M&Ms

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I thought that was pretty funny, but didn’t know the story behind it Read the rest of this entry »

It takes more than a swig of ‘tussin …

August 13, 2014

Chris Rock is a very funny guy.

His routine on the many uses of Robitussin (‘tussin, for short) is a comedy classic.

The ‘tussin skit sets the context for the rest of this post.

If you haven’t seen it – or want a refresher — click to view it now.

 

 

I always assumed that Rock was a naturally funny guy who just stoked up and unleashed a stream of top-of-mind consciousness on stage.

I was surprised to learn that Rock takes his craft very seriously and toils long and hard to test and fine-tune his material.

Here’s a glimpse at his recipe for success …

Read the rest of this entry »

Maybe, the best college essay ever written …

August 12, 2014

Too bad it was written after-the-fact.  After the rejections.

The WSJ published an op-ed by a HS senior: To (All) the Colleges That Rejected Me

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It’s worth reading … says the things that most of us are probably thinking.

Here are some highlights:

Read the rest of this entry »

Why didn’t he look us in the eyes?

August 11, 2014

This may seem petty, but it has been gnawing at me …

Last Thursday, President Obama announced to the nation that he had authorized airstrikes in Iraq.

 

 

His rationale: act against an act of genocide and protect Americans stationed in Iraq.

I’m ok with the reasons and the actions.

This isn’t a political observation.

Here’s what’s been bothering me ….

Read the rest of this entry »

Don’t be so paranoid, assume a “positive intent” …

August 8, 2014

I know that Andy Grove of Intel says “only the paranoid survive”.

But, work relationships are sometimes corrupted by negative assumptions that take on a life all their own.

A jabrone speaks out against your idea in a meeting, and you naturally assume that he’s trying to sabotage your or embarrass you in front of the boss.

If this situation happens a couple of times, you might declare war and go on the offensive to neutralize or defeat him.

 

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To interrupt this cycle, some organizational leaders urge their employees to “assume positive intent,”

Read the rest of this entry »

The 7-year itch … here’s proof!

August 7, 2014

Here’s an interesting study excepted from Kahneman’s Thinking Fast, Thinking Slow

Let’s start with some background … straight from Wiki:

The “seven-year itch” is a psychological term that suggests that happiness in a relationship declines after around year seven of a marriage.

The phrase was first used to describe an inclination to become unfaithful after seven years of marriage in the play The Seven Year Itch by George Axelrod, and gained popularity following the 1955 film adaptation starring Marilyn Monroe and Tom Ewell.

The phrase has since expanded to indicate cycles of dissatisfaction not only in interpersonal relationships but in any situation such as working a full-time job or buying a house, where a decrease in happiness and satisfaction is often seen over long periods of time.

 

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OK, so is the 7-year itch just folklore for real?

Read the rest of this entry »

Booming business: Debt collections …

August 6, 2014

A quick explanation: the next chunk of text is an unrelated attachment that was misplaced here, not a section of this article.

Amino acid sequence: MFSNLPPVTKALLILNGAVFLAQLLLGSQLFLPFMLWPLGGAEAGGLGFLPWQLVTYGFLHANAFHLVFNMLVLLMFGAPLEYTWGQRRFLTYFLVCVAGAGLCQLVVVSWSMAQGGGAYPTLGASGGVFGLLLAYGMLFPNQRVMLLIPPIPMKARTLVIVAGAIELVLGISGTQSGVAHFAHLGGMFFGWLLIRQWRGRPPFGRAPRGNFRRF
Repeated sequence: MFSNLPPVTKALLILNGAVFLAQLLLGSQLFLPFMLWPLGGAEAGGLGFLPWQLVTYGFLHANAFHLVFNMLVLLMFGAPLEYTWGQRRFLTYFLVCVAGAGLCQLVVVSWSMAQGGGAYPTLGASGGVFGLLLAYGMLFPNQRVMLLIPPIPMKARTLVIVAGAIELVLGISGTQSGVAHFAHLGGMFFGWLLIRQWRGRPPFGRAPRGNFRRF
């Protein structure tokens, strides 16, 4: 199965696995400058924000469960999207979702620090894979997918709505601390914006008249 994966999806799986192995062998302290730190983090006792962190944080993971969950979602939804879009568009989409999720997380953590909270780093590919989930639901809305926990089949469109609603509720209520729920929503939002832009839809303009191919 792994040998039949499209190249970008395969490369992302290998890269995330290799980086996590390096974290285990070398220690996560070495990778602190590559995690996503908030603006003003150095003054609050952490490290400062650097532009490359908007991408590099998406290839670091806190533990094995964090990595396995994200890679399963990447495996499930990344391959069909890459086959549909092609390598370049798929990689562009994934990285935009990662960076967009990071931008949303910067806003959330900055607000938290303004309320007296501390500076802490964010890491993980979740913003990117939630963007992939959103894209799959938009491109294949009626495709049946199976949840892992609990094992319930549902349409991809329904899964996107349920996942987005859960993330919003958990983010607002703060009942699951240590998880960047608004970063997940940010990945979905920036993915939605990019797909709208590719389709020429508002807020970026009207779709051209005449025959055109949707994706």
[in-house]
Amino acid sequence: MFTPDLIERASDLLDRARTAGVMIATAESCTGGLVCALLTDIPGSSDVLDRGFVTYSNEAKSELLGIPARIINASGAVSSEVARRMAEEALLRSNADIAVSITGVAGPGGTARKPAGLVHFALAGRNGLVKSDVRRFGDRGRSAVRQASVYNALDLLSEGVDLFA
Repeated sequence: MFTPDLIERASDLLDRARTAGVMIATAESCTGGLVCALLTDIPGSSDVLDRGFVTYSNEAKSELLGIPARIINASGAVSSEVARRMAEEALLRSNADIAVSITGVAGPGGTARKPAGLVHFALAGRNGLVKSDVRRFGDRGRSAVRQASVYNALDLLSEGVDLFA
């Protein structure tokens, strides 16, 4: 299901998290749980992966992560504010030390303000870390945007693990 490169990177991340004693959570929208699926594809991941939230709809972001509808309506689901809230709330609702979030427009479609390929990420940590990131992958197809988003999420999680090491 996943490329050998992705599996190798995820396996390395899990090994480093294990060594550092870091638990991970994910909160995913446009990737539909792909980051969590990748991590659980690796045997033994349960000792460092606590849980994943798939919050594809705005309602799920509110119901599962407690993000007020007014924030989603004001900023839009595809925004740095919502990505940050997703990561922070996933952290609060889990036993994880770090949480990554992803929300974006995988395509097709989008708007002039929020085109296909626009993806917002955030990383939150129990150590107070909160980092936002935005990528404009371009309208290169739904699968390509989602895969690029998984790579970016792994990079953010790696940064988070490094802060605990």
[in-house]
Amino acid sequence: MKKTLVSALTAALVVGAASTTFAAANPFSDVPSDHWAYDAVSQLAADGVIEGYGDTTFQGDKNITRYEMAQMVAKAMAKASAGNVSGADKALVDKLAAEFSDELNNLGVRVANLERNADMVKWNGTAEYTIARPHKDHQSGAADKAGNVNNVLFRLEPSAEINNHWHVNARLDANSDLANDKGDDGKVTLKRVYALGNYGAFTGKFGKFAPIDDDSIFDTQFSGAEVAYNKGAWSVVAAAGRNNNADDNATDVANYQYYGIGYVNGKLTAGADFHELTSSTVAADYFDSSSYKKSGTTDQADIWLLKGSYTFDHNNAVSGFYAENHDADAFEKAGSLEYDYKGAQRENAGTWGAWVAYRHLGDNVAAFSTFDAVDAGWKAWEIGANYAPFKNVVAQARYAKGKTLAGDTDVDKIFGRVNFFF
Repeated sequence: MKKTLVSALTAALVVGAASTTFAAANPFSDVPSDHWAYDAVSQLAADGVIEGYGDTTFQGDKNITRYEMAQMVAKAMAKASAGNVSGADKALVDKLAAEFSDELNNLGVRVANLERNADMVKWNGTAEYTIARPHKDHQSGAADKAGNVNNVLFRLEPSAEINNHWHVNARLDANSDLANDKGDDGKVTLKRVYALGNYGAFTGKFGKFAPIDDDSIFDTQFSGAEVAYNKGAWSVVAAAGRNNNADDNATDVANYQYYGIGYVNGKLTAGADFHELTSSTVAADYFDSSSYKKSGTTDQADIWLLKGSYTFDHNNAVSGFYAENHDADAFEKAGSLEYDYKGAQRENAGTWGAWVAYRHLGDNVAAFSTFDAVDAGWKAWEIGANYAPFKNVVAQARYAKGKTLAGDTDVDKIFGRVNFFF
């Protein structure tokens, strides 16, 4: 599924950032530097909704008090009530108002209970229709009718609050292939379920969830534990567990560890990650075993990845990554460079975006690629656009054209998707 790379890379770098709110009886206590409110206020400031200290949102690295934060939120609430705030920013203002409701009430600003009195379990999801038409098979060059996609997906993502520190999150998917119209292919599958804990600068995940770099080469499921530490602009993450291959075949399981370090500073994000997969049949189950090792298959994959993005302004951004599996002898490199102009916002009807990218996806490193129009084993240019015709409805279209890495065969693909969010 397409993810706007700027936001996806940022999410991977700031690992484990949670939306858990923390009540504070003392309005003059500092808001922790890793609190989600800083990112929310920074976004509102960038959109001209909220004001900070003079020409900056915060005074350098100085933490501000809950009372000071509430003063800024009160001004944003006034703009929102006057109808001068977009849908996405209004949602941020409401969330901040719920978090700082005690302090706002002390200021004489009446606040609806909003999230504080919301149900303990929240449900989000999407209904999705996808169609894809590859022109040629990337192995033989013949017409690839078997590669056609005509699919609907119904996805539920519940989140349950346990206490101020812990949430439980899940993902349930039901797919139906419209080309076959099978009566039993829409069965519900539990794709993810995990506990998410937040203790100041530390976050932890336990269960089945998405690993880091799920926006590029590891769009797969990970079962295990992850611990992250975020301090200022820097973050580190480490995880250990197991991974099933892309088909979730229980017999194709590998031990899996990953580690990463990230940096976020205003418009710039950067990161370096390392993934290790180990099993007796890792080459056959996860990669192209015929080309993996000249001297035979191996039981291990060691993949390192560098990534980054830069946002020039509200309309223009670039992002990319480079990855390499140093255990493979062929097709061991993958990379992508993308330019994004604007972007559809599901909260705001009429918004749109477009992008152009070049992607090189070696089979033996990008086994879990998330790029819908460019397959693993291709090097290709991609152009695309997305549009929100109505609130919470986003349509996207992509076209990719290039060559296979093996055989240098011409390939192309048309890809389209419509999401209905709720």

According to an Urban Institute study, more than 35 percent of Americans have debts and unpaid bills that have been handed over to collection agencies.

The unpaid bills include credit cards, hospital bills, mortgages, auto loans, student loans, gym membership fees or cellphone contracts.

 

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Here are some interesting factoids …

Read the rest of this entry »

What the hell is a “devil’s advocate”?

August 5, 2014

We’ve all been there …

We’re in meetings pitching an idea when some jabrone pipes in:

“Let me play the role of devil’s advocate …”

He then blasts your idea with half-baked criticisms.

As you aggressively defend your cherished idea, he backs off:

“Hey man, I’m just playing devil’s advocate”.

“Say, what? You mean your  just made up those cheap shots?”

 

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I’ve been reading books on decision making this summer.

A couple have praised the use of so-called devil’s advocates to validate ideas and arguments.

Here’s what they’re talking about …

Read the rest of this entry »

Come closer … jump … adios.

August 4, 2014

Summertime means America’s Got Talent.

Every year I swear off the show, when my favorites get sent pack.

Heartbreak came early this season when my early fav act got eliminated by the judges.

The act is called Flight Crew Jump Rope.

Click below for 2 minutes of pure fun and “wow”.

 

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Here’s what happened …

Read the rest of this entry »

Deciding? Check your mindset …

August 1, 2014

In Decisive, the authors (Heath Brothers) observe that people often approach problems from two radically different mindsets: “promotion” and “prevention”.

 

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The mindset one adopts can bias the way solutions are considered and selected.

Read the rest of this entry »

Dilemma: The case of the lost concert tickets …

July 31, 2014

 

A classic “framing” question from Kahneman’s Thinking Fast, Thinking Slow

Here’s the situation:

A woman has bought two $80 tickets to the theater.

When she arrives at the theater, she opens her wallet and discovers that the tickets are missing.

$80 tickets are still available at the box office.

Will she buy two more tickets to see the play?

 

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Most (but, not all) survey respondents answer that the woman will go home without seeing the show.

Let’s try another situation …

Read the rest of this entry »

She’s back … now, with money to burn.

July 30, 2014

We’re talking Sandra Fluke today.

You know, the Georgetown law student who couldn’t afford $3,000 for birth control pills while going to law school.

 

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Not to worry, we’re not taking sides on the ObamaCare contraceptives issue … this is all about money — freakonomics.